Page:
My hometown Malacca was once a prosperous entreport for spice route from 1500s-1600s. Thanks to its colonial past, with Portuguese colonizing Malacca in the 1500s, Dutch in the 1600s and British in the 1800s, Malacca is a melting pot of local culture and those of its colonial masters. Just like its colorful history, Malacca cuisine is complex, with influences from the Chinese, Malay, Portuguese, Indian, Dutch and Siamese. Peranakan and Portuguese-Eurasian food for example, are the product of cross cultural marriage between local Malays and Chinese immigrants during 15th and 16th century, and between the Malays/Chinese/Indian and Portuguese during 16th and 17th century.
But the Malacca cuisine Gan and I grew up eating are mainly Chinese food of different dialects, brought over by our Chinese ancestors from different parts of Southern China during 19th - early 20th Century. Some of our Chinese ancestors moved to Malaysia (then Malaya) to seek better life. Those who came to Malacca during that time were mostly of Hokkien, Teochew, Hakka and Hainan dialect descent, which is why Bak Kut Teh (Hokkien cuisine), Teochew porridge and oyster omelette (Teowchew cuisine), yong tau foo (Hakka cuisine) and Hainanese chicken rice (Hainanese cuisine) are so popular here in Malacca. Just like the Chinese cuisines found in other parts of Malaysia, Malacca Chinese cuisines have their own local flavors and varieties.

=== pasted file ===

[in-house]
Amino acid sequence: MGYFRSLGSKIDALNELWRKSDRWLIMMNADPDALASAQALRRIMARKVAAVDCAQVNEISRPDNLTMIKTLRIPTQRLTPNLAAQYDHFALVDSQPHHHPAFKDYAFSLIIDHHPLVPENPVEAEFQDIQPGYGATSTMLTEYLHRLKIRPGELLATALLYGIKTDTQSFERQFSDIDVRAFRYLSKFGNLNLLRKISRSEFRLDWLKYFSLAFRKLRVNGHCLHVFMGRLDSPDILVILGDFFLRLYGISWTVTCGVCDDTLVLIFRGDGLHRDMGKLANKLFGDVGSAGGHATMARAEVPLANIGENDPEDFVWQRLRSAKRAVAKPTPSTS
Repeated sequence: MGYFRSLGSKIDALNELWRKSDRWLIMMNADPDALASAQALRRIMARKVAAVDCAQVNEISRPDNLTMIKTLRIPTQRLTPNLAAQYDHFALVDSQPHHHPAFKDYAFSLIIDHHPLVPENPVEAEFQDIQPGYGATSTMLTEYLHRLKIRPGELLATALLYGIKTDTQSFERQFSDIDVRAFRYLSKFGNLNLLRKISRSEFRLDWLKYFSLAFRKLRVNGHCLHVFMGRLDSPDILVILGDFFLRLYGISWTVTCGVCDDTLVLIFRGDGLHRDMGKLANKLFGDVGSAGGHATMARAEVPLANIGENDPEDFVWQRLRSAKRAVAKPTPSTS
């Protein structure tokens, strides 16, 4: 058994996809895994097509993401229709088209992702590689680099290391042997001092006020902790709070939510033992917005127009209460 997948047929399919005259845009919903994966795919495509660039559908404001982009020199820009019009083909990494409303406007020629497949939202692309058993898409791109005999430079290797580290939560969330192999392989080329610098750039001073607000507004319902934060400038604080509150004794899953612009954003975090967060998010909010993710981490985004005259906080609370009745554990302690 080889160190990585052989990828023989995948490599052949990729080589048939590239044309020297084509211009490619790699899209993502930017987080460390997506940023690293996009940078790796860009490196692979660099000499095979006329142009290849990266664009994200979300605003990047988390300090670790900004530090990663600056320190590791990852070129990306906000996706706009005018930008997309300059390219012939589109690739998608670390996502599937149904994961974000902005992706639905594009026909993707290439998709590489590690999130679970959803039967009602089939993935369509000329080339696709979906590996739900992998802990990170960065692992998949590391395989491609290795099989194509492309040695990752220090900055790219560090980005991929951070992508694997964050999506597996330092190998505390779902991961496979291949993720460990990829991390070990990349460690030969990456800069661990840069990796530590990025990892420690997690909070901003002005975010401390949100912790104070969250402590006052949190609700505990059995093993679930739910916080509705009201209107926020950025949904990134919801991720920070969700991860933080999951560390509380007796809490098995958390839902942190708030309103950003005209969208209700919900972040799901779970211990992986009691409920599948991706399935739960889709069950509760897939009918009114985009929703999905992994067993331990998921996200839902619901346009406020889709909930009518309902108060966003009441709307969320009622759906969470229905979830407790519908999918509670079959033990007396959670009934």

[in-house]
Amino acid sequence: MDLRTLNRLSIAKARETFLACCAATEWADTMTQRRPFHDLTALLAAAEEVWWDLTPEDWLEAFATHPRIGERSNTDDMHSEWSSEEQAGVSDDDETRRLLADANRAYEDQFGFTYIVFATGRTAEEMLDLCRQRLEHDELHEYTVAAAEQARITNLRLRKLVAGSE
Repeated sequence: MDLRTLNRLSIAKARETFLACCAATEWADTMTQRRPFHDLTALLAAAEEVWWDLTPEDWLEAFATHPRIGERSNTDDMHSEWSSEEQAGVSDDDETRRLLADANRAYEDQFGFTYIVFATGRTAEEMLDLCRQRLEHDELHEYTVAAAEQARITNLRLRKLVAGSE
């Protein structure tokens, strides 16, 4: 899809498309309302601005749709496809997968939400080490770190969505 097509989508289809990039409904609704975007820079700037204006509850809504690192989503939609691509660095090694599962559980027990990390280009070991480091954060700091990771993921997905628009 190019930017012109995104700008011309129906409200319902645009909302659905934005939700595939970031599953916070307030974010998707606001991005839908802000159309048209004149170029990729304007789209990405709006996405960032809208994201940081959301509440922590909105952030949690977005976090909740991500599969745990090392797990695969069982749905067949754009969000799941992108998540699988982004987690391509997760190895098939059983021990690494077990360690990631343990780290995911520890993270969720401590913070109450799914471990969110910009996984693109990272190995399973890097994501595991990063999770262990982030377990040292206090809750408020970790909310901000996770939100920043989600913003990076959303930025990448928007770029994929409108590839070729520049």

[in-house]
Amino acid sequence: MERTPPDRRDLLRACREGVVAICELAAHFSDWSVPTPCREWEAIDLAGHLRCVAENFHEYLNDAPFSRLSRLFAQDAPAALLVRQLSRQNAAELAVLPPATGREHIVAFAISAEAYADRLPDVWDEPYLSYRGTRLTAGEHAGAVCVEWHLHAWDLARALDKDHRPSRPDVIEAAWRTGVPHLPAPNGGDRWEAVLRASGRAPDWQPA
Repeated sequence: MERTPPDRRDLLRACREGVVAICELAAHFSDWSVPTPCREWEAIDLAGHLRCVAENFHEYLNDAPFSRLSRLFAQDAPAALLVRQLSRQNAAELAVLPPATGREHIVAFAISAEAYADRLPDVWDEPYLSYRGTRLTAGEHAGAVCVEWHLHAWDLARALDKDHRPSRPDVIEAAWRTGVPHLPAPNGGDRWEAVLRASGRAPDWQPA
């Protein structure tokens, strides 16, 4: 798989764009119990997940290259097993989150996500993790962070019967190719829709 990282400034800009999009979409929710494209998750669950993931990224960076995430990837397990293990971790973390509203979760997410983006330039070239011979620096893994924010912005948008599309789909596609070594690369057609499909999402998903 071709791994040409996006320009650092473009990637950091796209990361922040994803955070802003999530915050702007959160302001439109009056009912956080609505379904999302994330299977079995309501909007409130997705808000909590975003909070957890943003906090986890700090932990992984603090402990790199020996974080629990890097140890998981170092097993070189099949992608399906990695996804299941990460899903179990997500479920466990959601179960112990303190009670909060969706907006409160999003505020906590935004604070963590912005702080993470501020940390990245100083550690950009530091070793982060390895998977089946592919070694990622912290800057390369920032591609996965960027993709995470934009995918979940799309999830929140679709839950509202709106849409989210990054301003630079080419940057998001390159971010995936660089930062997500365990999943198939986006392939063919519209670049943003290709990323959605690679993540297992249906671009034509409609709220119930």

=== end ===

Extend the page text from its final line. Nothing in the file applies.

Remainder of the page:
During our food tour to Malacca, Gan and I tried to emphasize our itinerary on the diversity and uniqueness of Malaccan food such as Bibik Neo Peranakan food, Oysters Omelette (not entirely similar to the more famous Taiwanese Oh-Ah-Chien), Nyonya/Durian chendol, Taiwanese pork chop/beef noodles, Hainanese chicken rice balls, satay babi and Nyonya zhang (dumplings). You can trace most of the origins or influence of these food to the cultural influences of the immigrants or various past rich history of Malacca. Malacca was awarded the World Heritage status just recently so it is aptly appropriate that we're now documenting the richness of the history of Malacca food. Most of these places are already pretty famous since they were already featured in local TV food programs and are more popular among the tourists. There are still some hidden gems in Malacca though, which are not yet discovered by "food scouts", like the chendol place in Klebang that my parents brought us there.
Even though Gan and I have left Malaysia for a long time, we still think highly of the food we grew up eating in Malacca. It's the local proprietors' dedication in preserving traditions and maintaining food quality that keeps it good and affordable for the people to enjoy. Of course Malacca is still not as popular as Penang (Georgetown, the other World Heritage site recently awarded together with Malacca) as a food destination, but it does have alot of good/unique food to offer.